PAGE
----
Kealoha has stressed improving morale for both officers and civilian employees. Kealoha was selected as chief last year after the Police Commission declined to offer then-Chief Correa a one-year extension of his five-year term.
Earlier in 2009 the State of Hawaii Organization of Police Officers asked the commission to end Correa's tenure.
"I wanted to provide a climate where our officers and our civilians want to come to work as soon as they get into the parking garage," Kealoha said.
Asked whether SHOPO needs to make sacrifices during ongoing contract negotiations, Kealoha said, "We need to support our officers as well as our civilians in terms of getting the best compensation packages possible."
If salaries and benefits are not competitive with private-sector or mainland jobs, "our officers and even our civilians are going to look someplace else to work," he said. "What's also important is that we understand the need to stay within the budget, so it's definitely a fine balance."
ONE THING SHOPO wants that it will not get any time soon is a return to three 12-hour-day workweeks.
"In this economic downturn ... this isn't a time where we work less days. We need to work more days," Kealoha said.
Councilman Donohue said Kealoha will inevitably need to make decisions that displease SHOPO and the rank and file.
"I would hope he can draw the line between being chief and being a friend with the police officers," Donohue sad. "For the most part, I think he's going to be OK."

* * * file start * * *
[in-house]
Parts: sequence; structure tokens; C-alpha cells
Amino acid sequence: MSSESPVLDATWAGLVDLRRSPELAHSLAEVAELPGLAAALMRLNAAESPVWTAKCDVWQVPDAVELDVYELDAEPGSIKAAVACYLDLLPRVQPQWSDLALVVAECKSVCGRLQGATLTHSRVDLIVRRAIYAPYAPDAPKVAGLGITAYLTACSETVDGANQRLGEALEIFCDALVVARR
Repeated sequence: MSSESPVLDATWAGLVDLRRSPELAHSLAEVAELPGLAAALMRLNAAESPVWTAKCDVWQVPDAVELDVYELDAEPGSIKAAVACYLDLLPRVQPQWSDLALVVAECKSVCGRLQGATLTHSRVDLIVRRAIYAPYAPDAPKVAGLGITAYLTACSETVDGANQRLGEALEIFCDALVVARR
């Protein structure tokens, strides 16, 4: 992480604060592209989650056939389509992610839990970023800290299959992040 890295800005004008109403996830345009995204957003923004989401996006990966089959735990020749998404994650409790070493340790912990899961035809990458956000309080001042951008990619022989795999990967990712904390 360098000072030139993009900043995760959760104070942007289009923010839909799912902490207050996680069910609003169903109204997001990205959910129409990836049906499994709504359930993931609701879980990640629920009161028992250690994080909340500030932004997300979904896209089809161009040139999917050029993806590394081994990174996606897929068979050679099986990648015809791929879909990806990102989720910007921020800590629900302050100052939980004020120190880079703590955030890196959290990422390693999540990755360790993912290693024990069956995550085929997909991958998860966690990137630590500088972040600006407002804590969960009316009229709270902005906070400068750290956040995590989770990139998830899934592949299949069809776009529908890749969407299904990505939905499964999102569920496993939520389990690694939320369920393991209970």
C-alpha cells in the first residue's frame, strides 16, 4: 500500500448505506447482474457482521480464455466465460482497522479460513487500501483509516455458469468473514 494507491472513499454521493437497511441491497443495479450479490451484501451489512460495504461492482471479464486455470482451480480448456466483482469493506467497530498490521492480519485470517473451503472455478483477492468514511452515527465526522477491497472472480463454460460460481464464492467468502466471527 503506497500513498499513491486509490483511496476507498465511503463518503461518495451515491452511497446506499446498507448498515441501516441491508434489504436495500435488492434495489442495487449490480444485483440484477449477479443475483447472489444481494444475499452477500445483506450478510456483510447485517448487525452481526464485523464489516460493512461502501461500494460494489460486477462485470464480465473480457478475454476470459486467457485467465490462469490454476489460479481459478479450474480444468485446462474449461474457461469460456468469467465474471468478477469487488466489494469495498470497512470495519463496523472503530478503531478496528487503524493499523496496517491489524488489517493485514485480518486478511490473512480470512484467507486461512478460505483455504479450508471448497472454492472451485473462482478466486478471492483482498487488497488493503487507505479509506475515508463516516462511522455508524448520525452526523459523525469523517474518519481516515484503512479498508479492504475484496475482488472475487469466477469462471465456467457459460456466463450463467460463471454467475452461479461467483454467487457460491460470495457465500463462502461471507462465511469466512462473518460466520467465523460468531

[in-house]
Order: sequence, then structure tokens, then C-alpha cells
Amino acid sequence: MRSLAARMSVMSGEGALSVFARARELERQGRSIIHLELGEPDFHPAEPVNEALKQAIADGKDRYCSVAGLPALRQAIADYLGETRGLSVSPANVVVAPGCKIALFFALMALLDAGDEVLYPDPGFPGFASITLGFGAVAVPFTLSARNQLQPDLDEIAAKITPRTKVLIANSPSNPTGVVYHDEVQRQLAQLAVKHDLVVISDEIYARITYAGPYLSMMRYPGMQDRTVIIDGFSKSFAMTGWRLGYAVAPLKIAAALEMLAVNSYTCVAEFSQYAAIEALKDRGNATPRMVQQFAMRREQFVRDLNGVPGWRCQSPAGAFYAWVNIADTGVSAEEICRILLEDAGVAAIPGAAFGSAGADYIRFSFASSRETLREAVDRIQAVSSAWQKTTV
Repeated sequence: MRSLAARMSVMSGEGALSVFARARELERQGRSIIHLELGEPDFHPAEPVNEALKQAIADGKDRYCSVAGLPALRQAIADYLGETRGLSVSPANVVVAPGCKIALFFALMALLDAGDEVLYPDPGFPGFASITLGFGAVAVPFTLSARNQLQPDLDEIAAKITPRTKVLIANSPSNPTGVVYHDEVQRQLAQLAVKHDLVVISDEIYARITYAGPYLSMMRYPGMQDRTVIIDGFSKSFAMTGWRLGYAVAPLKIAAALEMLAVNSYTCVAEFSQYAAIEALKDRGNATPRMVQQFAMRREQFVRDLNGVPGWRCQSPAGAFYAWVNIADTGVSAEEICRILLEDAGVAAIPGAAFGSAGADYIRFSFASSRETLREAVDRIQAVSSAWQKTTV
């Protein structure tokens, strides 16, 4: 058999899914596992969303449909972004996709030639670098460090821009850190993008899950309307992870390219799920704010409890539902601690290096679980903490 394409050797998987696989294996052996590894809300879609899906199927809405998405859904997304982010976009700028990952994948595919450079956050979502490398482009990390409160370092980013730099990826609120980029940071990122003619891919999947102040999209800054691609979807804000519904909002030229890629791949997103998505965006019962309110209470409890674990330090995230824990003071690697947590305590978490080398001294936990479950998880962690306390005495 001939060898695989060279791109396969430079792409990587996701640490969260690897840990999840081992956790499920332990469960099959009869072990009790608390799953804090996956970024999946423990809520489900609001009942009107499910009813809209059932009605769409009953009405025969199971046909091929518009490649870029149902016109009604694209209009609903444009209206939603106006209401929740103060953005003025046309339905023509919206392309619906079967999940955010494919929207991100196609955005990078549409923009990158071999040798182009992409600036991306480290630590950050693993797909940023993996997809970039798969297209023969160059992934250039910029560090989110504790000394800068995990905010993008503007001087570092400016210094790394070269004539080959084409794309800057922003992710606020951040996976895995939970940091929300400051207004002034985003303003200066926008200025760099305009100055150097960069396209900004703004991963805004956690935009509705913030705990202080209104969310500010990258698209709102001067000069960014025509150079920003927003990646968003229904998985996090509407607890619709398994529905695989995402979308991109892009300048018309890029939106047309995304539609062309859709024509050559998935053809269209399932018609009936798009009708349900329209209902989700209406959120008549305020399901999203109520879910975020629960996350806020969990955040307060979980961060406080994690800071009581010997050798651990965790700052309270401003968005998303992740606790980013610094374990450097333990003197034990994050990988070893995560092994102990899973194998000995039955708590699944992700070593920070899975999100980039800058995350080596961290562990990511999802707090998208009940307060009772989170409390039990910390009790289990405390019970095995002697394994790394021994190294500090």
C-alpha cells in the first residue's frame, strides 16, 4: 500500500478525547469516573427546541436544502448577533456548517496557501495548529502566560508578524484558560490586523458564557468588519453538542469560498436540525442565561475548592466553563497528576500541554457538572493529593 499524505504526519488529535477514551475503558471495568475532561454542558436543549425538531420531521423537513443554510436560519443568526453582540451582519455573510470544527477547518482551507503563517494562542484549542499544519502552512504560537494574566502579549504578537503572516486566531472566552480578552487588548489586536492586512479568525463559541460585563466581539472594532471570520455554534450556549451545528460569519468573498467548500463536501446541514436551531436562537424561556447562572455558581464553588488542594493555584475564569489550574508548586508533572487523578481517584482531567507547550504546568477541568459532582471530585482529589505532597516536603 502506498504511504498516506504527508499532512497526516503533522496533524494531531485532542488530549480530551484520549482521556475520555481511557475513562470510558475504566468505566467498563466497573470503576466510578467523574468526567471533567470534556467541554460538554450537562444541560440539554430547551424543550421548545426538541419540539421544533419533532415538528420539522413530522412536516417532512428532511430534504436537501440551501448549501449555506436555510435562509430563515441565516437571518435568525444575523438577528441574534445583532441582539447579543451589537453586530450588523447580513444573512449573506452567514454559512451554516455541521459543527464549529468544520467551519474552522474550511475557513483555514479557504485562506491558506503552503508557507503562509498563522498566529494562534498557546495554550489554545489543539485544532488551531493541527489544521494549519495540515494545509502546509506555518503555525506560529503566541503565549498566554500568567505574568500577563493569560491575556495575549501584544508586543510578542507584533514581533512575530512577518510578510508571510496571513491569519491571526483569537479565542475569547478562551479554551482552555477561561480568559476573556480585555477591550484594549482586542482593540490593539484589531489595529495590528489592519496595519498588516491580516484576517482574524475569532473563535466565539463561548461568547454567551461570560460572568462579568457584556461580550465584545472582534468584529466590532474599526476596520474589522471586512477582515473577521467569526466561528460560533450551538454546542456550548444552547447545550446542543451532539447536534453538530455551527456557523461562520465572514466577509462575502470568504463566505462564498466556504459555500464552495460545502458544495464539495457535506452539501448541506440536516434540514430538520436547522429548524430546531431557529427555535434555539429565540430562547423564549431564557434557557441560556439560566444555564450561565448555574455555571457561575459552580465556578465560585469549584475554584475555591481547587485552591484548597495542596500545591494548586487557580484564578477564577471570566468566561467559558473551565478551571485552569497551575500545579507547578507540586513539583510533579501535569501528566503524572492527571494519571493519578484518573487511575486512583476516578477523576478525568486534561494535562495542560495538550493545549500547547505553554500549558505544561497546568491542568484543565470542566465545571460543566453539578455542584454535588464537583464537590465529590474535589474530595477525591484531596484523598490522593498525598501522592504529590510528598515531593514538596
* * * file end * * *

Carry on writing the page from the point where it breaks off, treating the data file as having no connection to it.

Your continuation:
The chief has also been struggling to retain officers in the wake of pending retirements.
There are now 344 officers eligible for retirement. The department has sent through three recruit classes in the last year that will net between 70 and 80 new officers. Another class is expected to start in the next two months.
Maintaining a steady level of officers is critical, especially this year, with an eye toward the Asia-Pacific Economic Cooperation meeting next fall at the Hawai'i Convention Center, Kealoha said.
Donohue said Kealoha has done a good job trying to deal with the longtime struggle to maintain the ranks of officers.
In an effort to improve HPD's relations with the community, Kealoha initiated volunteer community cleanup days in downtown Honolulu, Kapolei, Waipahu and East Honolulu.
This week, Kealoha said, he will unveil a new, more user-friendly website that will make it easier for the public to locate what types of crimes are happening in their neighborhoods.